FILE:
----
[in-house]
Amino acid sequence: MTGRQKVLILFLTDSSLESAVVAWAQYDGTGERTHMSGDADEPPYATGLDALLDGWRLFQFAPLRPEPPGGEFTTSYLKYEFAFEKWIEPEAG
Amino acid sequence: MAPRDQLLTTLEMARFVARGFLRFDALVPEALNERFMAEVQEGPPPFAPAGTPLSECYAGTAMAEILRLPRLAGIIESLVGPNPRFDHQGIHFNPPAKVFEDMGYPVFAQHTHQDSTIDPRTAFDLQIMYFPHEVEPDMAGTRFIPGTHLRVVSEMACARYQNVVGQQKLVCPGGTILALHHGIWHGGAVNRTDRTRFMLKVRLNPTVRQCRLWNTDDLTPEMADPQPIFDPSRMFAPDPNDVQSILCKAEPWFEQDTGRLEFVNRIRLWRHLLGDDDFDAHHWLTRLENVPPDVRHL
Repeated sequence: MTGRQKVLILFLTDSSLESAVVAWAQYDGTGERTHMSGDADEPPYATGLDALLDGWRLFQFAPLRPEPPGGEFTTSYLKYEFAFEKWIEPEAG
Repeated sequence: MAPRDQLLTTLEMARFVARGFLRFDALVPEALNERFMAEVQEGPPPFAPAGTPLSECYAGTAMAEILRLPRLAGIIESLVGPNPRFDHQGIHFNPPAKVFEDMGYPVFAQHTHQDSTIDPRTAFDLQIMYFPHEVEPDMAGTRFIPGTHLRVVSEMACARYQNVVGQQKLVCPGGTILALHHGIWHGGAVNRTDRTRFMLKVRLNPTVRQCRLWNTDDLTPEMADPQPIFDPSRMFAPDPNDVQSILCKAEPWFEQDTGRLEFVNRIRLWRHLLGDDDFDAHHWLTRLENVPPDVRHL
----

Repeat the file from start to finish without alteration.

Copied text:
[in-house]
Amino acid sequence: MTGRQKVLILFLTDSSLESAVVAWAQYDGTGERTHMSGDADEPPYATGLDALLDGWRLFQFAPLRPEPPGGEFTTSYLKYEFAFEKWIEPEAG
Amino acid sequence: MAPRDQLLTTLEMARFVARGFLRFDALVPEALNERFMAEVQEGPPPFAPAGTPLSECYAGTAMAEILRLPRLAGIIESLVGPNPRFDHQGIHFNPPAKVFEDMGYPVFAQHTHQDSTIDPRTAFDLQIMYFPHEVEPDMAGTRFIPGTHLRVVSEMACARYQNVVGQQKLVCPGGTILALHHGIWHGGAVNRTDRTRFMLKVRLNPTVRQCRLWNTDDLTPEMADPQPIFDPSRMFAPDPNDVQSILCKAEPWFEQDTGRLEFVNRIRLWRHLLGDDDFDAHHWLTRLENVPPDVRHL
Repeated sequence: MTGRQKVLILFLTDSSLESAVVAWAQYDGTGERTHMSGDADEPPYATGLDALLDGWRLFQFAPLRPEPPGGEFTTSYLKYEFAFEKWIEPEAG
Repeated sequence: MAPRDQLLTTLEMARFVARGFLRFDALVPEALNERFMAEVQEGPPPFAPAGTPLSECYAGTAMAEILRLPRLAGIIESLVGPNPRFDHQGIHFNPPAKVFEDMGYPVFAQHTHQDSTIDPRTAFDLQIMYFPHEVEPDMAGTRFIPGTHLRVVSEMACARYQNVVGQQKLVCPGGTILALHHGIWHGGAVNRTDRTRFMLKVRLNPTVRQCRLWNTDDLTPEMADPQPIFDPSRMFAPDPNDVQSILCKAEPWFEQDTGRLEFVNRIRLWRHLLGDDDFDAHHWLTRLENVPPDVRHL